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Setting boundaries for those with special needs
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Setting boundaries for those with special needs

Staff Writer, New Jersey Jewish News

On a recent Thursday morning, Tracy Higgins directed the attention of a group of seven women with developmental disabilities to a series of concentric circles on a large poster on the wall.

“This is the orange wave circle,” she told them. “People in orange are not strangers, but they are pretty far away from you. We wave to people in the orange circle. We don’t give out personal information or have long conversations with people in orange.”

The group, at the Wellness, Arts, and Enrichment Center in West Orange — a Jewish Service for the Developmentally Disabled of MetroWest alternative learning center — is nearly finished with a seven-session curriculum designed to help them better manage relationships, with strangers and friends, relatives and romantic partners. JSDD is a beneficiary agency of Jewish Federation of Greater MetroWest NJ.

A similar group meets Thursday afternoons at the Jewish Vocational Service of MetroWest, another federation agency. Both programs have been made possible through an $8,000 grant from the Jewish Women’s Foundation of New Jersey.

“Meaningful friendships are a challenge for people who have spent so many years with teachers and doctors,” said WAE Center director Marilynn Schneider. “Now they get to value their own words and reflect on their behavior, and on what’s important — not only with girlfriends but also having boyfriends.”

The WAE Center took on the project in May. It had originated at the Special Needs Services department at JCC MetroWest. Schneider invited other agencies to join, and JVS, which had a similar kind of project in the works, jumped on the opportunity.

Schneider shifted the format from eight one-hour sessions to seven two-hour sessions, and added the art component, bringing in both Higgins, a licensed professional counselor, and art therapist Lauren Rice.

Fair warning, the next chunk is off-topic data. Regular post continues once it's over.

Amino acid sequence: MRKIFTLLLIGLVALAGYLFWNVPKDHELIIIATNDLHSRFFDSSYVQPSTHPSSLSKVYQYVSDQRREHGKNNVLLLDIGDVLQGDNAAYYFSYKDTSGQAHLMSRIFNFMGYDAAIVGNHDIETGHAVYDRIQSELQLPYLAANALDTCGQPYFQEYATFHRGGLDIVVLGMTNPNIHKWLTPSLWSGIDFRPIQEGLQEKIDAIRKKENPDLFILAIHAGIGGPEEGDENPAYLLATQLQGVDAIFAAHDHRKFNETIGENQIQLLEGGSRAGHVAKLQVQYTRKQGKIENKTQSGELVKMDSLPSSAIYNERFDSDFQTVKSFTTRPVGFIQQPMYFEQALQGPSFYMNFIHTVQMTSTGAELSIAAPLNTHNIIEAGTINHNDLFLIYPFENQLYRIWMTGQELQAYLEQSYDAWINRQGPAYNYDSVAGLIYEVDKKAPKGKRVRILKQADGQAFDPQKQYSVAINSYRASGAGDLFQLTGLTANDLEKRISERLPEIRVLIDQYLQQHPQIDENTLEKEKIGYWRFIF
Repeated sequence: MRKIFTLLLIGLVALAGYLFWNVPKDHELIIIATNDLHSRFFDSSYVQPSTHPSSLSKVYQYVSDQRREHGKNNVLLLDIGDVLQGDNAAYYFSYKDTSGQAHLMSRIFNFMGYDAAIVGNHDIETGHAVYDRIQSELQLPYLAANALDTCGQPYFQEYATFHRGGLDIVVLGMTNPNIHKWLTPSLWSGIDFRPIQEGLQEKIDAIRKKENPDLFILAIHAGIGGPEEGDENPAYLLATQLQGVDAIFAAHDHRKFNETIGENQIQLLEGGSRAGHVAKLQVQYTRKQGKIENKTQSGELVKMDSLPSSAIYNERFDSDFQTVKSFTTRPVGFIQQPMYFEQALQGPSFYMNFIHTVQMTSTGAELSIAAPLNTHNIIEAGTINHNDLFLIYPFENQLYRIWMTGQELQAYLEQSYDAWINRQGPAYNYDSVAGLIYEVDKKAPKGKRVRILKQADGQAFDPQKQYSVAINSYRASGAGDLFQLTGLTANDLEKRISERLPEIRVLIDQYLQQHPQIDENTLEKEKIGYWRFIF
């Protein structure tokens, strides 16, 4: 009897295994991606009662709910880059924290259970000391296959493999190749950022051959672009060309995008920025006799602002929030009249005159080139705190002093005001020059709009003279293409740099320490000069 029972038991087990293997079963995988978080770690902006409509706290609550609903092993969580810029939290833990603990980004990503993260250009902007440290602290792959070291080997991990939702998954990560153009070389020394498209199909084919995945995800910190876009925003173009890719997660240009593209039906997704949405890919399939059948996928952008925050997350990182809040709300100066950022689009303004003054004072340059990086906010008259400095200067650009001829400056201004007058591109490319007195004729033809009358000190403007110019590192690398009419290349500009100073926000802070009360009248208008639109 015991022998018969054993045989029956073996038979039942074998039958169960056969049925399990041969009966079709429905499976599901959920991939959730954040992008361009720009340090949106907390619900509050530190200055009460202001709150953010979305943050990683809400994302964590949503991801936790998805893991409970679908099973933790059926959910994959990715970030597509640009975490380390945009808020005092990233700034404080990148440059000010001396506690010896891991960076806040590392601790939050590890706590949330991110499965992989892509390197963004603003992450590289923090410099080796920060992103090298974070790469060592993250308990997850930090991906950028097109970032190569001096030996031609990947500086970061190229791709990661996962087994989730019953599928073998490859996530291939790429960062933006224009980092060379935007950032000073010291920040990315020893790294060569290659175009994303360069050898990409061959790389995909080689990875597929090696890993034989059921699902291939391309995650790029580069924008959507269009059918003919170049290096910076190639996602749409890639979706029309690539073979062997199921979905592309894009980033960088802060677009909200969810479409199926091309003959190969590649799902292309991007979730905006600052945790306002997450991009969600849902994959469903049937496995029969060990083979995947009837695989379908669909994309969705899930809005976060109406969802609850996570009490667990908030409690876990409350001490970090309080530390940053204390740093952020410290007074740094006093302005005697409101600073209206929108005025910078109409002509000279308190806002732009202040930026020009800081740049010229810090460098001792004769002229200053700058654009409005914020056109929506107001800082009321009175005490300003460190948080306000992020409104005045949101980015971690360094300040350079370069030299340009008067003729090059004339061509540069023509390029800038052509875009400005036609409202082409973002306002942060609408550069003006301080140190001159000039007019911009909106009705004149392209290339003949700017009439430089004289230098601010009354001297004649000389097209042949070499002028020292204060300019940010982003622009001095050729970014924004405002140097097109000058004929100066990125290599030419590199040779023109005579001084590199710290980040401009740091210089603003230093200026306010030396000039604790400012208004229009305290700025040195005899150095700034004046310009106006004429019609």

‘Art is necessary’

Schneider knows it’s working, not only because clients have thanked her for bringing in the program, but because she sees clients involved in an internal struggle with the material being presented, a stage she calls the “push-pull” that eventually propels them forward.

The curriculum is divided into two parts: verbal teaching with Higgins and creative expression with Rice. In exercises using the concentric circles, the participants learn different rules for interaction, particularly as they relate to touching. Rice has worked with participants to create a sort of modified scrapbook — made by altering existing books — to help tell their own stories, especially as they relate to their own relationships.

Higgins, whose expertise is in behavior counseling for people with developmental disabilities, specializes in trauma, abuse, and relationships. She also works at the Morris County Sexual Abuse Center.

“People with behavioral challenges often have a history of sexual trauma,” she said. “The majority of this population is so vulnerable to sexual abuse and assault; it’s a chronic problem.”

Proactive education, Higgins said, helps “reduce the risk for further abuse.” The program she put together loosely combines the established “circles” curriculum with ESCAPE, a program designed by Columbia University that teaches what is healthy and unhealthy in relationships. She added a “self-advocacy” piece of her own.

While she has used this format in many venues, the WAE Center program marks the first time she has taught it in conjunction with an art therapy component.

“It’s amazing,” Higgins said. “In this high-risk population, we often have disclosures within the group of abuse. I use my clinical expertise to help people process that. But in the population, people sometimes have difficulty verbally expressing themselves,” she said. “Now I see people expressing themselves and processing the material in ways I could never have seen without Lauren.”

In the JVS group, she said, one woman expressed “conflicted feelings about a relationship in her book. A week later, Lauren confronted her about the relationship. Without the book, she couldn’t have been able to assess the relationship. It’s a different avenue of communication.

“Now,” Higgins added, “I think the art component is necessary.”

At JVS, the women’s disabilities are less pronounced, and the class delves a bit deeper into the subject matter. But the material is easily adapted to any group, according to Higgins, based on members’ ability.

Hetal Patel, program coordinator at the JVS Career Center, also termed the program “amazing.”

“In the beginning, the clients were very reserved and not open to discussion,” she said. “As the weeks went on, they are much more social and willing to share their experiences.”

Patel said one participant shared an experience with an ex-boyfriend who was violent. “She was able to share her experiences and describe how it affected her,” said Patel. “Now, they are all learning how to build healthy relationships.”

On this particular Thursday, after finishing the portion of the lesson on the orange “wave” circle, Higgins helped the women make a chart of healthy versus unhealthy relationships. “Letting you make your own decisions — is that healthy or unhealthy?” asked Higgins. “How about someone touching you without permission? Healthy or unhealthy?”

Schneider said of the project, “This is the beginning, a place to start from. I really want to build on it, something bigger and even more educational.”

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